Louisville quarterback Lamar Jackson was selected with the No. 32 pick in the first round Thursday by the Baltimore Ravens.
The Ravens traded back into the first round to get Jackson, announcing they sent the 52nd and 125th selections in 2018 and a 2019 second-round pick to the Philadelphia Eagles for this year's 32nd and 132nd picks. Baltimore had previously selected South Carolina tight end Hayden Hurst with the No. 25 pick.
Ravens quarterback Robert Griffin III and safety Tony Jefferson welcomed their new teammate:
Many praised the Ravens for finding a likely successor to Joe Flacco:
The major question for Jackson coming into the draft process was whether he would be a quarterback or a wide receiver during his NFL career.
As a signal-caller at Louisville, he won the Heisman Trophy in 2016 and threw for 7,203 yards, 57 touchdowns and 19 interceptions over the past two seasons while also rushing for 3,172 yards and another 39 scores.
If he stays at quarterback, he has the athleticism to have a Michael Vick-esque impact at the next level. But there are questions about his ability to make an impact in the pocket given his completion percentage sat at 57 percent in college.
ESPN analyst and former NFL general manager Bill Polian, for instance, doesn't see Jackson as a quarterback at the next level.
"I think [he's a] wide receiver," Polian told ESPN when discussing Jackson's best future position in February (h/t Michael David Smith of ProFootballTalk). "Exceptional athlete, exceptional ability to make you miss, exceptional acceleration, exceptional instinct with the ball in his hand and that's rare for wide receivers. That's [Antonio Brown], and who else? Name me another one. Julio [Jones is] not even like that."
NFL front office personnel, meanwhile, seem to be torn on Jackson.
"With as much natural talent he has, there's developmental potential," an NFC player personnel director told B/R's Matt Miller in December. "The key will be how well his offensive coordinator and quarterbacks coach can create a scheme for him—like Kyle Shanahan with Robert Griffin III—so he can have success early. Then you have to build on that success so defenses don't catch up to him."
A former NFL general manager mused on Jackson's situation when speaking to Miller: "Well, I think the first question is what is he? I don't think he's a great passer despite good arm strength. I don't think he's a powerful enough runner to have success on the ground. So he'll have to learn to be a better thrower and stop relying on his legs. And if that doesn't work, move him to receiver."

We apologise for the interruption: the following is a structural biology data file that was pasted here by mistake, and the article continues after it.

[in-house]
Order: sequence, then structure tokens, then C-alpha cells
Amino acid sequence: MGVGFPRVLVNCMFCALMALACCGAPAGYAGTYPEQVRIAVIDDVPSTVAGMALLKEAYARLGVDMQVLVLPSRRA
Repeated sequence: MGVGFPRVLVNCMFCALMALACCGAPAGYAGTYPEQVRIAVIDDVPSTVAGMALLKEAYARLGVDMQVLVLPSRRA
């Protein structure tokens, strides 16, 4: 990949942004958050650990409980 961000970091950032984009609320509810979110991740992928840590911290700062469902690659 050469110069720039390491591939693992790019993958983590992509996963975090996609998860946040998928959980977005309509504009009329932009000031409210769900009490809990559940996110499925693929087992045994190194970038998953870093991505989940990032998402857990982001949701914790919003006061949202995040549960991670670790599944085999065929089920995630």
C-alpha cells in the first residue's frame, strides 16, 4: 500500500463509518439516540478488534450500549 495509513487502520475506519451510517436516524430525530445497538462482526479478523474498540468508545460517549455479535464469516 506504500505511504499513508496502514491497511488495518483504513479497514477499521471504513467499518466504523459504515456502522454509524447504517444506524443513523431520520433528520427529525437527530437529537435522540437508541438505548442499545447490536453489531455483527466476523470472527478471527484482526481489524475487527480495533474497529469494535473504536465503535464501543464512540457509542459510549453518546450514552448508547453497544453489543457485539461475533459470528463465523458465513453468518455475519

Greg Cosell of NFL Films shared his scouting report on the player:
Greg Cosell @gregcosell
Today's evaluation is Lamar Jackson. A lot there, and a lot of factors and variables as you transition him to the NFL. Smart reasonable people will have different points of view re: Jackson. There's no question he will generate much discussion in NFL organizations. https://t.co/0e0MBuqLKa
And plenty of people believe he'll absolutely be a quarterback at the next level:
Matt Bowen @MattBowen41
I go back to playing against Michael Vick when studying Lamar Jackson. There were certain coverages/pressures we just couldn’t run against Vick. Too dynamic with the ball in his hands. Rare stuff...And I think Jackson could have a similar impact as he develops in the NFL. https://t.co/Rv9EXNG10P
One thing just about everyone can agree on, however, is Jackson is dynamic when he has the ball in space.
There will be a role for Jackson in the NFL, whether he's utilized as a quarterback, wide receiver or gets to play a specialized, hybrid role that players such as Kordell Stewart and Antwaan Randle El played in the past for NFL teams.
Obviously, Baltimore believes he has the ability to be special at the next level, and his selection will energize the fans, as their team has just brought aboard arguably one of the most dynamic weapons in this draft.
And having Flacco as the incumbent starter in 2018 should aid in Jackson's long-term development, since he won't need to take the No. 1 job right out of the gate.